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Saturday, 17 February, 2001, 18:20 GMT
The euro

The UK will soon face its most important economic decision of the new century - whether or not to join the euro.


On 1 January 1999, the eurozone came into being as 11 European Union members irrevocably fixed together their currencies.

Euro timetable
Jan 1999: Euro introduced in 11 countries
June 2000: Greek membership approved
2001: Final 12 months preparation
Jan 2002: Euro banknotes circulated
February 28 2002: National currencies withdrawn
No dates set for UK, Danish and Swedish entry
Greece became the twelfth member this January. The UK, Sweden and Denmark remain outside.

The only difference so far has been the emergence of shop prices in both the local currency and the euro.

But those local currencies have effectively ceased to exist.

Come January 2002, euro coins and notes will appear, signalling the demise of some of the world's most famous currencies.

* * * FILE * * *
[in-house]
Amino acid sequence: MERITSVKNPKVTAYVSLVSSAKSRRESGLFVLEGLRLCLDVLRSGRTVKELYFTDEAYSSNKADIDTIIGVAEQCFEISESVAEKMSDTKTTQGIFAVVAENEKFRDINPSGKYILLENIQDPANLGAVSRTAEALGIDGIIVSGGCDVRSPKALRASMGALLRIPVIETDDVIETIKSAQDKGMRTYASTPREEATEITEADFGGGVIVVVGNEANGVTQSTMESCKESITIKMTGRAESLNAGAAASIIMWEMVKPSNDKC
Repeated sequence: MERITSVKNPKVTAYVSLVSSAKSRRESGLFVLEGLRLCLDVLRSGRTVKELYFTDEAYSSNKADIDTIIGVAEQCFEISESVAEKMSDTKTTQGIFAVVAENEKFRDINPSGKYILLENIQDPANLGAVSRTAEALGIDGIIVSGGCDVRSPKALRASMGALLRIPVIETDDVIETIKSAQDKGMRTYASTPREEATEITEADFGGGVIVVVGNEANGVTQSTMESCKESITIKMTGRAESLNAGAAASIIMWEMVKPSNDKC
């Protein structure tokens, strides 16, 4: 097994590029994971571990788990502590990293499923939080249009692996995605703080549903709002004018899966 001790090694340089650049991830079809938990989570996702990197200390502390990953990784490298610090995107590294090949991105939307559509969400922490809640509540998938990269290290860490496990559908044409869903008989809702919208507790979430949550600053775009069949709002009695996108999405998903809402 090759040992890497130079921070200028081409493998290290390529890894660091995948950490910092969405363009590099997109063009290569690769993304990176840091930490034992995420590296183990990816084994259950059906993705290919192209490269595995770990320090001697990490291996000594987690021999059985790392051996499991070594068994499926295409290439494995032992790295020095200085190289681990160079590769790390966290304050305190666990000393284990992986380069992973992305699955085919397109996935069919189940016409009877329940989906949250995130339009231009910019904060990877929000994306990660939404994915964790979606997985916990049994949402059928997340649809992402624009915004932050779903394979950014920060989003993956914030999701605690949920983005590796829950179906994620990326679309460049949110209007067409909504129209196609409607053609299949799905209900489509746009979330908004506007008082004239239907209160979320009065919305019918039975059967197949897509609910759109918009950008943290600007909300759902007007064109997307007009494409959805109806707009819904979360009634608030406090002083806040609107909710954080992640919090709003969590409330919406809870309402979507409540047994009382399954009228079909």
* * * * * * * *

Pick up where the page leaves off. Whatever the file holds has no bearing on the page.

In each of the three EU nations still outside of the eurozone arguments continue to rage.

The biggest boost to the anti-euro camp in the UK came when Denmark narrowly voted "Nej" in its September 2000 referendum.

Pro-euro campaigners have since criticised the Danish government for campaigning solely on the economic arguments - and miscalculating how important sovereignty would be to the electorate.

In January, Tony Blair surprised the House of Commons and said that should Labour return to power there would be a decision on euro membership within two years.

On a decision to join, there would then be a referendum. If voters back the euro, converting would probably take at least two more years.


In 2000, the single currency began falling and eventually dropped below "parity" (the point where rates reach 1:1) with the US dollar.

Inflation rates (harmonised prices index, Oct 2000)
UK: 1%
EU15: 2.4%
Eurozone: 2.7%
Source: HM Treasury
At its lowest on 25 October 2000, one euro was worth less than 83 cents (US), a third below its launch value.

The slide prompted the European Central Bank to intervene four times to prop up its ailing offspring.

In the wider European economy, the euro's weakness and high oil prices pushed up inflation and forced up interest rates.

France, Germany and Italy have found it difficult to boost growth - yet some countries on the fringe of group have come close to overheating.

All of which, say sceptics, proves that one-size interest rates won't fit all.


The currency's supporters believe that the euro's turbulent start will prove to be nothing more than teething troubles and point to its latest rallies on the markets.